Super Resolution Imaging: Verification of Theory via Optical Gain

Casey Icenhour, Ainhoa Iglesias


The idea of super resolution, or resolution beyond established and recognized limits, has been a topic of recent debate since John B. Pendry’s 2000 seminal work, “Negative Refraction Makes a Perfect Lens”. In this paper, he proposed the idea that a lens with a negative refractive index would be able to recover evanescent waves, and thus achieve higher resolution. Evanescent waves are light waves that decay soon after they leave the surface of an object, and if they are recovered, more light data can be used in the production of an image. Negative index materials, however, are very expensive and difficult to produce. To alleviate this, optical gain can be used to convert evanescent waves into waves that can propagate. Recent research has shown that the refractive index need not be negative for this to occur; in fact, the presence of gain is all that is required. This project is centered on the verification of this theory, using a Ti:Sapphire lensing assembly with lasers to both cause the amplification and serve as a signal. A method will be used to analyze the output of the lens system, with and without gain being applied. Then the results will be directly compared to show that additional light data exists when the system is under gain. This additional data, when applied against previous research, should be the presence of evanescent wave conversion.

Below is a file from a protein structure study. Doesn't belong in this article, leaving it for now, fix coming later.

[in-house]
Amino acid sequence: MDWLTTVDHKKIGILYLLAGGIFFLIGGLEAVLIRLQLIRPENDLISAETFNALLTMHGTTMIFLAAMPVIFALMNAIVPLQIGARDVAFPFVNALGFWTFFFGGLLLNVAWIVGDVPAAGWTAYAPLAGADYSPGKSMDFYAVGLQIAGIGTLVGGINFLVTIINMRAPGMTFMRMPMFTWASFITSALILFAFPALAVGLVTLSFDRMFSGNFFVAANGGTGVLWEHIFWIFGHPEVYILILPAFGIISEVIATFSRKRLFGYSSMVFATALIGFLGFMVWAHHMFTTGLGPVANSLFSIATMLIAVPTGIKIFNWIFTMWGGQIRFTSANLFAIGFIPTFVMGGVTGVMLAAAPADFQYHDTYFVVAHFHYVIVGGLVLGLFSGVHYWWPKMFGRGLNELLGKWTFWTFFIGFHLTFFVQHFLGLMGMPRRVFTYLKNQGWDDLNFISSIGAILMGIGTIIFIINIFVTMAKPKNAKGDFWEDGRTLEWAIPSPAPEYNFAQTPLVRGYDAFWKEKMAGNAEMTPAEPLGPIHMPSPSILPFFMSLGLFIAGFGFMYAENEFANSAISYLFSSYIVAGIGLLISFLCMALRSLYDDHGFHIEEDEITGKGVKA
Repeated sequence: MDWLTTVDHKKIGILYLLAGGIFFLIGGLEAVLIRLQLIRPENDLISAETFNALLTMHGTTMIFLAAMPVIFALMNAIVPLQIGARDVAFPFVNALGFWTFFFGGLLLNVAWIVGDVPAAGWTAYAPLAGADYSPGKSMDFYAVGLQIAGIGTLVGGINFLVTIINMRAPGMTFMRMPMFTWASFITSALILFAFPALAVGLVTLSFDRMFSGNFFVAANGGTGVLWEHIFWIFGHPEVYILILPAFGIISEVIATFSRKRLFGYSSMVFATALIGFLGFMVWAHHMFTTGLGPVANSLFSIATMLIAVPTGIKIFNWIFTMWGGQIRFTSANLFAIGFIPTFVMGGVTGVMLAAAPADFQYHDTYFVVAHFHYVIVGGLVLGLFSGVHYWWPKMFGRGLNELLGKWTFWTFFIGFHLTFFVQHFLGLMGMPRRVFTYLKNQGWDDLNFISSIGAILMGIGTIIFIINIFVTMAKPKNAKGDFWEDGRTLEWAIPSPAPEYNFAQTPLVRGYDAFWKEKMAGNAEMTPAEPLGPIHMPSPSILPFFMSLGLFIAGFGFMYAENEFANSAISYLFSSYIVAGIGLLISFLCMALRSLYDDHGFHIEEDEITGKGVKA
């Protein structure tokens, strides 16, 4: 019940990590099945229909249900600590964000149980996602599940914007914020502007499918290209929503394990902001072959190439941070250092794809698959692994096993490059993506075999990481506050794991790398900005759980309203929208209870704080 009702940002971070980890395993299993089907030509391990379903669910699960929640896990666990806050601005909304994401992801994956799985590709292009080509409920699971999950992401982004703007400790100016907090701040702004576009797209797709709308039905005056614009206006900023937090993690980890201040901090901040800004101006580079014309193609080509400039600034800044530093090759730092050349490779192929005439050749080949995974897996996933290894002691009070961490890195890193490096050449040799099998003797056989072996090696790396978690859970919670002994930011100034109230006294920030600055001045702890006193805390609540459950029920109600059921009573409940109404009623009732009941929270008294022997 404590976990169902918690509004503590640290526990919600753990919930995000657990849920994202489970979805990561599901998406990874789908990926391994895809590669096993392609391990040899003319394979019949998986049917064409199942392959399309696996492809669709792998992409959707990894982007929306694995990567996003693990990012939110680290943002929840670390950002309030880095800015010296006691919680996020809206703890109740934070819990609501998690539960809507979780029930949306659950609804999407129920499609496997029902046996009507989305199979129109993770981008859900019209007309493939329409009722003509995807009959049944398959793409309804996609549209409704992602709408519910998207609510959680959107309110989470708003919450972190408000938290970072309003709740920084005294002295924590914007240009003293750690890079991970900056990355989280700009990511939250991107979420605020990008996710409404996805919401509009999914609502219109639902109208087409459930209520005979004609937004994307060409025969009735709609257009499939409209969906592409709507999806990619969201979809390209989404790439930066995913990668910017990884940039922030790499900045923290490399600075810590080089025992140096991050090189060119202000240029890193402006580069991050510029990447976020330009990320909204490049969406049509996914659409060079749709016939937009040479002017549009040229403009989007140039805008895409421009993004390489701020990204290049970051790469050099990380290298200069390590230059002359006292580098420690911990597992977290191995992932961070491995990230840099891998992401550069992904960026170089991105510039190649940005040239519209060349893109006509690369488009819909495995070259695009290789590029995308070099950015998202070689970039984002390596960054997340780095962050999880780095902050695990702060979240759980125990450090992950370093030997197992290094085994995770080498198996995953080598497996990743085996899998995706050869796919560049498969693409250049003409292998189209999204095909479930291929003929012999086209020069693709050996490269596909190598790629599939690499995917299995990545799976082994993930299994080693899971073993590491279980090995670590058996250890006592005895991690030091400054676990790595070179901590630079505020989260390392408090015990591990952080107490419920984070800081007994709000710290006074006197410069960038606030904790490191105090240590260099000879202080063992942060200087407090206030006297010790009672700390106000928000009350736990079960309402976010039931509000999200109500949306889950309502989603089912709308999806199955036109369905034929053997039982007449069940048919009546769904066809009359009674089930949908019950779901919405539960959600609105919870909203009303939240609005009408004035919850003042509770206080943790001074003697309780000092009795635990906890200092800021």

Optics; Gain; Evanescent

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